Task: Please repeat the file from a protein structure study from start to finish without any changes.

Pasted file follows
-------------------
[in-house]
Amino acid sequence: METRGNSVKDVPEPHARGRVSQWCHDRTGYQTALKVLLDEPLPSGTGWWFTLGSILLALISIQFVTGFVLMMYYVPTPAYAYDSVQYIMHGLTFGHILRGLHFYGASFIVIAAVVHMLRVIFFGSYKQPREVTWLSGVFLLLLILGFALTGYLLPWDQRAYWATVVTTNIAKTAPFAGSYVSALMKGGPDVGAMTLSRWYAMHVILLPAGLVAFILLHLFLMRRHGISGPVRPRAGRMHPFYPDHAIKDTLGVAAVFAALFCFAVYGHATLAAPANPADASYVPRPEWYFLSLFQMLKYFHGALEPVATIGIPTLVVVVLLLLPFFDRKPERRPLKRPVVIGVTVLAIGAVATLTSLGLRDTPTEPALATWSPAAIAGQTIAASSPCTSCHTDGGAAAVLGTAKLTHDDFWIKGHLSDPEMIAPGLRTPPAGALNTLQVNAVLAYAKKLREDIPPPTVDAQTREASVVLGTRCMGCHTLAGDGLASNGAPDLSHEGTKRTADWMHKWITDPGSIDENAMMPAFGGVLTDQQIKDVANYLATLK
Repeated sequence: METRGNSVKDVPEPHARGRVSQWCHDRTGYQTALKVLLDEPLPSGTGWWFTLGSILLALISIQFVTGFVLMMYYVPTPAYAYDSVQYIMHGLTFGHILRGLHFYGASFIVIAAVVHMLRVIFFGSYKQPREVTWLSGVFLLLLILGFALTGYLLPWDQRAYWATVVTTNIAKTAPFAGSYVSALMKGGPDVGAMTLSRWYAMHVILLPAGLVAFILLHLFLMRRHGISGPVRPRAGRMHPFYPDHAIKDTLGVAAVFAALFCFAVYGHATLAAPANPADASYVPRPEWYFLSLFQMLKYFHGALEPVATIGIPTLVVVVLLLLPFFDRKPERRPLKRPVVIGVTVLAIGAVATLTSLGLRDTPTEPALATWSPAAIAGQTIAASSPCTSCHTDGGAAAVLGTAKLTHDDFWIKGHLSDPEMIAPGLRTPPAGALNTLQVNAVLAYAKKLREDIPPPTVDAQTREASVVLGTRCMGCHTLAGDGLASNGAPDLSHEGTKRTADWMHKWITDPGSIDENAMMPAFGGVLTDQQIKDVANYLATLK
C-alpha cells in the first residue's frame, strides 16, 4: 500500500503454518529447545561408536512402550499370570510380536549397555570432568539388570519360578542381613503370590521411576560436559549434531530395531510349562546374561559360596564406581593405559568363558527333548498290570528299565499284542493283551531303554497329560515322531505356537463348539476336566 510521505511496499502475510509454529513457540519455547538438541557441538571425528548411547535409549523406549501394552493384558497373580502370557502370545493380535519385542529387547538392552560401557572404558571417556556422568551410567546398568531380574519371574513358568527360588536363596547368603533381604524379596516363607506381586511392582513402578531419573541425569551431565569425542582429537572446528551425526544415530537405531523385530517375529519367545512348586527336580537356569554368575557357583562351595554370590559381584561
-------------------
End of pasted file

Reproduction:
[in-house]
Amino acid sequence: METRGNSVKDVPEPHARGRVSQWCHDRTGYQTALKVLLDEPLPSGTGWWFTLGSILLALISIQFVTGFVLMMYYVPTPAYAYDSVQYIMHGLTFGHILRGLHFYGASFIVIAAVVHMLRVIFFGSYKQPREVTWLSGVFLLLLILGFALTGYLLPWDQRAYWATVVTTNIAKTAPFAGSYVSALMKGGPDVGAMTLSRWYAMHVILLPAGLVAFILLHLFLMRRHGISGPVRPRAGRMHPFYPDHAIKDTLGVAAVFAALFCFAVYGHATLAAPANPADASYVPRPEWYFLSLFQMLKYFHGALEPVATIGIPTLVVVVLLLLPFFDRKPERRPLKRPVVIGVTVLAIGAVATLTSLGLRDTPTEPALATWSPAAIAGQTIAASSPCTSCHTDGGAAAVLGTAKLTHDDFWIKGHLSDPEMIAPGLRTPPAGALNTLQVNAVLAYAKKLREDIPPPTVDAQTREASVVLGTRCMGCHTLAGDGLASNGAPDLSHEGTKRTADWMHKWITDPGSIDENAMMPAFGGVLTDQQIKDVANYLATLK
Repeated sequence: METRGNSVKDVPEPHARGRVSQWCHDRTGYQTALKVLLDEPLPSGTGWWFTLGSILLALISIQFVTGFVLMMYYVPTPAYAYDSVQYIMHGLTFGHILRGLHFYGASFIVIAAVVHMLRVIFFGSYKQPREVTWLSGVFLLLLILGFALTGYLLPWDQRAYWATVVTTNIAKTAPFAGSYVSALMKGGPDVGAMTLSRWYAMHVILLPAGLVAFILLHLFLMRRHGISGPVRPRAGRMHPFYPDHAIKDTLGVAAVFAALFCFAVYGHATLAAPANPADASYVPRPEWYFLSLFQMLKYFHGALEPVATIGIPTLVVVVLLLLPFFDRKPERRPLKRPVVIGVTVLAIGAVATLTSLGLRDTPTEPALATWSPAAIAGQTIAASSPCTSCHTDGGAAAVLGTAKLTHDDFWIKGHLSDPEMIAPGLRTPPAGALNTLQVNAVLAYAKKLREDIPPPTVDAQTREASVVLGTRCMGCHTLAGDGLASNGAPDLSHEGTKRTADWMHKWITDPGSIDENAMMPAFGGVLTDQQIKDVANYLATLK
C-alpha cells in the first residue's frame, strides 16, 4: 500500500503454518529447545561408536512402550499370570510380536549397555570432568539388570519360578542381613503370590521411576560436559549434531530395531510349562546374561559360596564406581593405559568363558527333548498290570528299565499284542493283551531303554497329560515322531505356537463348539476336566 510521505511496499502475510509454529513457540519455547538438541557441538571425528548411547535409549523406549501394552493384558497373580502370557502370545493380535519385542529387547538392552560401557572404558571417556556422568551410567546398568531380574519371574513358568527360588536363596547368603533381604524379596516363607506381586511392582513402578531419573541425569551431565569425542582429537572446528551425526544415530537405531523385530517375529519367545512348586527336580537356569554368575557357583562351595554370590559381584561